Lynda La Plante on breaking boundaries and why there STILL aren't enough good roles for women

My guest this week is a woman who - to coin a bit of 1980s jargon - punched through the glass ceiling for women in TV, creating not just one but a series of female lead characters who broke the mould. And not just any old female lead but OLDER female leads. There would be no Happy Valley or Scott & Bailey if it wasn’t for Lynda La Plante’s groundbreaking creation, detective Jane Tennison, brought to life by Helen Mirren. The BAFTA and Emmy award winning screenwriter of Prime Suspect, Widows and many other hit TV shows, Lynda has written 43 bestselling books, including the young Tennison series - the latest of which is Unholy Murder - that takes Jane Tennison back to the 80s as she battles to break through in the macho Met. 

Lynda is now 78 and it’s 30 years since her groundbreaking creation hit our small screens (back when there were only four channels and primetime telly really mattered). But Lynda started out as a dyslexic drama student who, she says, was “too short and plain” to get good parts. Lucky for us, she decided to try her hand at writing them instead. Lynda tells me what it was really like to be a woman in TV in the 80s and 90s (and noughties!), the humiliation that shaped her, how she learnt not to let things get to her and why you should always always ALWAYS read the small print!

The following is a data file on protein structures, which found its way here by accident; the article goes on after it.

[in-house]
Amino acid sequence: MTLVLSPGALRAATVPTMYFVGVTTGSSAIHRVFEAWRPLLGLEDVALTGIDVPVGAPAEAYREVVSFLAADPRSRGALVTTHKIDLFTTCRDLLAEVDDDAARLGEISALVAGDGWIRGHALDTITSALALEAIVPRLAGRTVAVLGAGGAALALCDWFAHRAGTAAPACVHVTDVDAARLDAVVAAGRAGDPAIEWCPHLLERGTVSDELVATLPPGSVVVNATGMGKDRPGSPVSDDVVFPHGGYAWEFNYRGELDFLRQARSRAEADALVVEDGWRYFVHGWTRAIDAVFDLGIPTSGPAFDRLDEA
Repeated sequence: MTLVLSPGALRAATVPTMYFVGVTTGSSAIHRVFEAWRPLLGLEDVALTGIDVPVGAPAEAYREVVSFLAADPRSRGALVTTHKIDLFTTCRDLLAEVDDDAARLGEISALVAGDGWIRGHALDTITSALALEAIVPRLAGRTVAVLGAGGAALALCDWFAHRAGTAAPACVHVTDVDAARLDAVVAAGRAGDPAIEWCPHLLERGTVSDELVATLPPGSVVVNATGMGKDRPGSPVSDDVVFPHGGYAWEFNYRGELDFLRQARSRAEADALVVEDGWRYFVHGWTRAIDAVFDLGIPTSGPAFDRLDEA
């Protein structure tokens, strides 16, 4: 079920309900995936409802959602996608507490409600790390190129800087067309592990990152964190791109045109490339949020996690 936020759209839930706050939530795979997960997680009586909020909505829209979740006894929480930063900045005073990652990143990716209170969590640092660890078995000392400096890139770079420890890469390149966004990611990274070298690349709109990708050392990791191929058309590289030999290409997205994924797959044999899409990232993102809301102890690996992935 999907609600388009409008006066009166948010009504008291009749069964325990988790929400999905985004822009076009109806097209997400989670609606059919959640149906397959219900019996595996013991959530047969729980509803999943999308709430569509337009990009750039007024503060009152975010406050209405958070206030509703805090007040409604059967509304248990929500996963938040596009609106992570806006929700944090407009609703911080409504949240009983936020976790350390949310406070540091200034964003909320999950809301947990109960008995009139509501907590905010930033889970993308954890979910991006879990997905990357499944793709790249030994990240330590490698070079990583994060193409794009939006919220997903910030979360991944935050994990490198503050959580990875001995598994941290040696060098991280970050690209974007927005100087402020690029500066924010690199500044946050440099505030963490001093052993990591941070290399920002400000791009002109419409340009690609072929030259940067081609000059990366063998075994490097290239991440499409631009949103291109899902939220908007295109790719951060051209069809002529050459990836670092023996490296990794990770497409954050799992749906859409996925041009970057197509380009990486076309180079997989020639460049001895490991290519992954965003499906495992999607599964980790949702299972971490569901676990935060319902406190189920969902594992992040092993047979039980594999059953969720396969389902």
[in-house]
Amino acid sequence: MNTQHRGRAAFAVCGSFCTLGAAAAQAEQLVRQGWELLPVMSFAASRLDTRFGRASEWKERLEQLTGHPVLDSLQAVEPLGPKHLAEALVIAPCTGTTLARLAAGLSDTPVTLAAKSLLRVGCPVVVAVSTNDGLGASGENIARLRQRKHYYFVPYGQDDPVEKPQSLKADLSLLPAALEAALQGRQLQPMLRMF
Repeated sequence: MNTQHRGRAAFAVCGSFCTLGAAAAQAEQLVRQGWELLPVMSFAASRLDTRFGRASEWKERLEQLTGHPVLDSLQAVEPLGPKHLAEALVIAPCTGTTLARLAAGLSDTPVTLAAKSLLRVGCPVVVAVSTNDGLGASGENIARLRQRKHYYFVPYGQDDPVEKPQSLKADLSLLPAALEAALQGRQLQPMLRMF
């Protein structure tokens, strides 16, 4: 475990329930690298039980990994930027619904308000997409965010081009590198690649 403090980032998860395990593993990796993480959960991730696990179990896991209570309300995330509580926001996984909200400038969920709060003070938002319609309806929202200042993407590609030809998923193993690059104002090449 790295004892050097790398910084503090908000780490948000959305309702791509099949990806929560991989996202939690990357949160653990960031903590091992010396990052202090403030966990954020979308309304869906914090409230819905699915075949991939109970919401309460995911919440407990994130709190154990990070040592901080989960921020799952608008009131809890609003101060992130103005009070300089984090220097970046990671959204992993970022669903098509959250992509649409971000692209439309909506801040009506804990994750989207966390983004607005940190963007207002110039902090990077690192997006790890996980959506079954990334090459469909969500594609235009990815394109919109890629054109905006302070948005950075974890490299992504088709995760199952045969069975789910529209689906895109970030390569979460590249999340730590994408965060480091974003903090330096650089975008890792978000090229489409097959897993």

She has a few things to say about contemporary crime TV drama, but this is a bit of a masterclass for any wannabe crime writers.

• You can buy all the books mentioned in this podcast at, including Unholy Murder by Lynda La Plante and the book that inspired this podcast, The Shift: how I lost and found myself after 40 - and you can too, by me!

The Shift (on life after 40) with Sam Baker is created and hosted by Sam Baker and edited by Emily Sandford. If you enjoyed this podcast, please rate/review/follow as it really does help other people find us. And let me know what you think on twitter @sambaker or instagram @theothersambaker.

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